Twitter blamed an ‘inadvertent change to our internal systems’ and insisted there was ‘no evidence of a hack’ as all of its users were back online Thursday night after an outage derailed more than 50,000 accounts.
The social media giant went down for several hours for thousands of users across the globe soon, leaving them unable to share tweets, see notifications or refresh the News Feed.
More than 50,000 users worldwide reported issues soon after 5p.m. E.T. on Down Detector, which monitors websites and online services.
By 11:30 p.m. Twitter announced the problem had been resolved and it was in the ‘all clear’ with all systems now ‘operational’ again.
The timing of the outage is significant coming just 24 hours after the platform faced a backlash for removing the New York Post article about Joe Biden’s alleged dealings with Ukraine and as Donald Trump threatened to revoke its legal protections.
An outage map from around 5 p.m. shows the outage hitting more US users, with some experiencing problems in the US and other parts of the world
By 11:30 p.m. Twitter announced the problem had been resolved and it was in the ‘all clear’
The outage caused many users worldwide to come up against error messages on both the website and iOS and Android apps.
Down Detector’s outage map showed problems were mainly among US users, with some experiencing problems in the UK and Japan, along with other parts of the world.
Although the site was still accessible throughout, users came up against an error message that says ‘Nothing to see here-yet’.
Many users also got the message: ‘Error. Something went wrong, but don’t fret – it’s not your fault’ and not all of the features were working properly.
Twitter’s official site status page said it was investigating ‘irregularity with Twitter APIs.’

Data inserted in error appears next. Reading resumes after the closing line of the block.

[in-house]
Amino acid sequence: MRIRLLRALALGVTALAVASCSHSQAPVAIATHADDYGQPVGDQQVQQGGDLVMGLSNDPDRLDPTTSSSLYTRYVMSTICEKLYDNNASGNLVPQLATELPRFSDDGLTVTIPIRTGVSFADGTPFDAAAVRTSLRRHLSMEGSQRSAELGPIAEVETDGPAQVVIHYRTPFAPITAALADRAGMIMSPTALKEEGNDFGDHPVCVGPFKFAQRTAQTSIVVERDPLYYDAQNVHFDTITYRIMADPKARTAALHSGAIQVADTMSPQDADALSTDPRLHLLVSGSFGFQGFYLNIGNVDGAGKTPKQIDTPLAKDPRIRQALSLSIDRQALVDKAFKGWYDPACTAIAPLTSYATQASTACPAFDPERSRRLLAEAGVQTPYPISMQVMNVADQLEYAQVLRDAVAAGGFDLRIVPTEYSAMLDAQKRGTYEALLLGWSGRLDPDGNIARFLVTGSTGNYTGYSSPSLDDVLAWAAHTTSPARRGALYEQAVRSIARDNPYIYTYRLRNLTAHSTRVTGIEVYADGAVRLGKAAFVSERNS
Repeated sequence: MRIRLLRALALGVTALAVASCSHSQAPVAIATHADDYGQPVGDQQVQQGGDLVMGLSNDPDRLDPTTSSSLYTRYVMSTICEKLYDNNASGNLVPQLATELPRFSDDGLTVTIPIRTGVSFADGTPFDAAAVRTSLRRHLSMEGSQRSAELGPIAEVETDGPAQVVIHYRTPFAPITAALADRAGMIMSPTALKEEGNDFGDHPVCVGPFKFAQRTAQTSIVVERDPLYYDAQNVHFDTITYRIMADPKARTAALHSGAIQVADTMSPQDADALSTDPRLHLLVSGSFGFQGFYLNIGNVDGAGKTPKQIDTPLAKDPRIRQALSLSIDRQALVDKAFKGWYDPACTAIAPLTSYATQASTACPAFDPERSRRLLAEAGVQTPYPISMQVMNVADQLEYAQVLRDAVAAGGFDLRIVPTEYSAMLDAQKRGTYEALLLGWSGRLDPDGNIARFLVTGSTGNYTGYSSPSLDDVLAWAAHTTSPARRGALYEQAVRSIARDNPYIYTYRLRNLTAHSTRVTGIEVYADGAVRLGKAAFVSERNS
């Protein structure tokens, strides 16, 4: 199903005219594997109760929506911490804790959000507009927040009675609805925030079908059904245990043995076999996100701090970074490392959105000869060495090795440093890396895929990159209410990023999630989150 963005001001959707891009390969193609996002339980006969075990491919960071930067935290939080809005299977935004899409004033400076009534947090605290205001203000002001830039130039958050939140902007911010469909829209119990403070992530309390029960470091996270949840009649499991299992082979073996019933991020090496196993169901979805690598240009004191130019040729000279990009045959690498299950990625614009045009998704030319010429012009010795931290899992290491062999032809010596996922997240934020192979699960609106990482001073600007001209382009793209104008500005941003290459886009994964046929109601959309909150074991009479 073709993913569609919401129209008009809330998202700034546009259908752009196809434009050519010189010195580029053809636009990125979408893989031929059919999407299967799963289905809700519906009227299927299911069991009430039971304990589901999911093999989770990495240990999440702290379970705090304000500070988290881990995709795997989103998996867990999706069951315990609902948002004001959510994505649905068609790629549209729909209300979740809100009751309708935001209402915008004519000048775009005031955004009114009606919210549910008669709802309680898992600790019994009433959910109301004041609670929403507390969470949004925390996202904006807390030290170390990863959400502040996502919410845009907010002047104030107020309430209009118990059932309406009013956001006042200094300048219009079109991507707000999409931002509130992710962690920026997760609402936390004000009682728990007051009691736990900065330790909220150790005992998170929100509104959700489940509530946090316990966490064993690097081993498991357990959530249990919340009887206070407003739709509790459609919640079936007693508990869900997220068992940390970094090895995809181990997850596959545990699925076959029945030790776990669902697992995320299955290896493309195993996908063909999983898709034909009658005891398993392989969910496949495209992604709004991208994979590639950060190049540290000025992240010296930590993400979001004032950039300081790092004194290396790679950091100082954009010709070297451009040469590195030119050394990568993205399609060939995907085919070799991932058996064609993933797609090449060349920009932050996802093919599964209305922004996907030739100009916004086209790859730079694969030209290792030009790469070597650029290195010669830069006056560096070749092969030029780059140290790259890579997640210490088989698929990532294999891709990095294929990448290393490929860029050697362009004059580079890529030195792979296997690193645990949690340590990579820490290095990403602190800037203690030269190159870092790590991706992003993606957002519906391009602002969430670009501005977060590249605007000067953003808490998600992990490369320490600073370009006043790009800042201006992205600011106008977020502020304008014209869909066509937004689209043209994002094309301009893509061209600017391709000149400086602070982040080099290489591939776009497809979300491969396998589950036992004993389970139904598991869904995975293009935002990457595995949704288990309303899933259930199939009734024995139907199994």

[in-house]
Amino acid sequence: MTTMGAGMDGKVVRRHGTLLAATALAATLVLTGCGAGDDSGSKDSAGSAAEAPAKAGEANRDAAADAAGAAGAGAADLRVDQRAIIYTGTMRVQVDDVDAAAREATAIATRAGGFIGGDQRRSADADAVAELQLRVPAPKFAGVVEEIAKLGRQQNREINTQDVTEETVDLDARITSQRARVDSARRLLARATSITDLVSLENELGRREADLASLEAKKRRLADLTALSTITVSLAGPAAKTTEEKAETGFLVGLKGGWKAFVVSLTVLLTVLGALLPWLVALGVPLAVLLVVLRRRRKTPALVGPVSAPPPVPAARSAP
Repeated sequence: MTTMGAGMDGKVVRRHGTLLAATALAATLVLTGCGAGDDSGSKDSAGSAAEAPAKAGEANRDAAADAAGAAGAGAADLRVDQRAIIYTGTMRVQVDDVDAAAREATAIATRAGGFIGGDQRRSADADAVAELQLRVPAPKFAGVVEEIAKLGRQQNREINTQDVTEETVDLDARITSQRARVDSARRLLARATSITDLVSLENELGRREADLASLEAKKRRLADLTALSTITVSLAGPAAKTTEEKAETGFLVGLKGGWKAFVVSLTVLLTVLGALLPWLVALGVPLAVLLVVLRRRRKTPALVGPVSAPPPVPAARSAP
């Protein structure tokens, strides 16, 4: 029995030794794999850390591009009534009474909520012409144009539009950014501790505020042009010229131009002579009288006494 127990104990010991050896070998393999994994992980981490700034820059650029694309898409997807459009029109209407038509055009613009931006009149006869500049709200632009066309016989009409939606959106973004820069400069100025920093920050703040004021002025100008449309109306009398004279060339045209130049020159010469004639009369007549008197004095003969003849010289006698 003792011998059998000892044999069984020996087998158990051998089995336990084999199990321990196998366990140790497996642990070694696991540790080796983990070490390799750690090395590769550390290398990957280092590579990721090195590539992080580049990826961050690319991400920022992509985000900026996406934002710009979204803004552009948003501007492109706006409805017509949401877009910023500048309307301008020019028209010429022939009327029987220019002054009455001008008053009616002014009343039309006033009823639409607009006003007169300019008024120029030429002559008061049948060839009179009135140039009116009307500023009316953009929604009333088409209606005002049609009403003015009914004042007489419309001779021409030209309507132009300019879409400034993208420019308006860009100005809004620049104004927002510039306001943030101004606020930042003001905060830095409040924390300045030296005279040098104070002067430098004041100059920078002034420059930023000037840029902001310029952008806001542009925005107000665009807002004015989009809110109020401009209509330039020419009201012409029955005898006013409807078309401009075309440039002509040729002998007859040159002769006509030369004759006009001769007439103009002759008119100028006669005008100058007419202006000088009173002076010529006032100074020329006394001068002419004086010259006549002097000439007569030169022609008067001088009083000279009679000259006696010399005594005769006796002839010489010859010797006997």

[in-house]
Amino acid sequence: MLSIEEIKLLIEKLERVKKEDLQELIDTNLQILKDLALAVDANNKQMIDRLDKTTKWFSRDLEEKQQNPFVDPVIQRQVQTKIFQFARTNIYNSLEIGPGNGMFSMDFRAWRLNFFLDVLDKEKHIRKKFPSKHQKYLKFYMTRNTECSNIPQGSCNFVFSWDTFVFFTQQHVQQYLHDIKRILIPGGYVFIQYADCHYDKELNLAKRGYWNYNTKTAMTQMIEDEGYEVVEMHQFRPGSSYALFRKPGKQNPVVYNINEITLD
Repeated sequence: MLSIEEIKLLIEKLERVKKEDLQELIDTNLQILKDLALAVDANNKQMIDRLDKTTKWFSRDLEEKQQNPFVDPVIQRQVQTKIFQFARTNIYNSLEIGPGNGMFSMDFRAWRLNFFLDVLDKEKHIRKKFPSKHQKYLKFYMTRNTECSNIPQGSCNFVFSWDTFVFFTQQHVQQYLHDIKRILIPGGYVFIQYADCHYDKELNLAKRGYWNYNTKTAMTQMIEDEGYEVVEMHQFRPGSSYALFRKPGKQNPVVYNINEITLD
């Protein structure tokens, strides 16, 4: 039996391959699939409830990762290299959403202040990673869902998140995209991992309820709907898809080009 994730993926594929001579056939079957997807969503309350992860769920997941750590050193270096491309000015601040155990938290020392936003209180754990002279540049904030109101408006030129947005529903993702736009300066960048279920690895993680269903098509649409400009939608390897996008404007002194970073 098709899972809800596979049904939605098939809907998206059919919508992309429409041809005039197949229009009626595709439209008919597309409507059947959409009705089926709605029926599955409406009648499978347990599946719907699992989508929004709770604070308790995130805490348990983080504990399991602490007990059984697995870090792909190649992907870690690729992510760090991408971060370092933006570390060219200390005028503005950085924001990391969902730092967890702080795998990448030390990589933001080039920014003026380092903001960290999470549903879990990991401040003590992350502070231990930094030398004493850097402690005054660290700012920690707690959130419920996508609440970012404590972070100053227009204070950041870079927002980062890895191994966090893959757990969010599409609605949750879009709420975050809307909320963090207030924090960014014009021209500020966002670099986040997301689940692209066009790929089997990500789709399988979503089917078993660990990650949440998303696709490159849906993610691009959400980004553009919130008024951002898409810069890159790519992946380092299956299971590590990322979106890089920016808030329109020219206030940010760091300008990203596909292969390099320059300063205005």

The company denied that the outage was due to a hack or security breach.
‘Twitter has been down for many of you and we’re working to get it back up and running for everyone,’ the social media giant said in a statement at 7:16 p.m.
‘We had some trouble with our internal systems and don’t have any evidence of a security breach or hack.’
The platform later expanded on the explanation saying it was due to an ‘an inadvertent change we made to our internal systems’.
‘The recent issue was caused by an inadvertent change we made to our internal systems,’ Twitter said of the outage in a statement on its Twitter Comms page at around 8:14 p.m.
‘Twitter should be working for everyone within the next few hours.’
The service was back up and running for some users by around 7p.m. ET, when just 6,026 outages were reported on the monitoring site.
The service was at least partially back up and running for some users by around 7 p.m. ET, when just 6,026 outages were reported on the monitoring site
By 8 p.m., only around 2,600 outages remained and Twitter said the issue would be fixed for all users within a few hours.
By 10 p.m. most Twitter users were back up and running and the platform said the issue would be fully resolved by around midnight.
‘Most of you should be back to Tweeting. The outage was caused by a system change initiated earlier then planned, affecting most of our servers,’ Twitter said at 9:53 p.m.
‘We’re working hard to bring Twitter back to normal and expect things to be fully resolved in 1-2 hours. We appreciate your patience.’
Twitter then announced all the glitches were fixed by around 11:30 p.m.
‘And we’re all clear – Twitter should be working as expected for everyone. Thanks for sticking with us,’ the company said.
Although the website can still be accessed, many users are seeing ‘Error. Something went wrong, but don’t fret – it’s not your fault,’ but not all of the features are working properly
Twitter’s official site status page shows that it is investigating ‘irregularity with Twitter APIs.’ Some users are so frustrated they think it is best to just shut Twitter down completely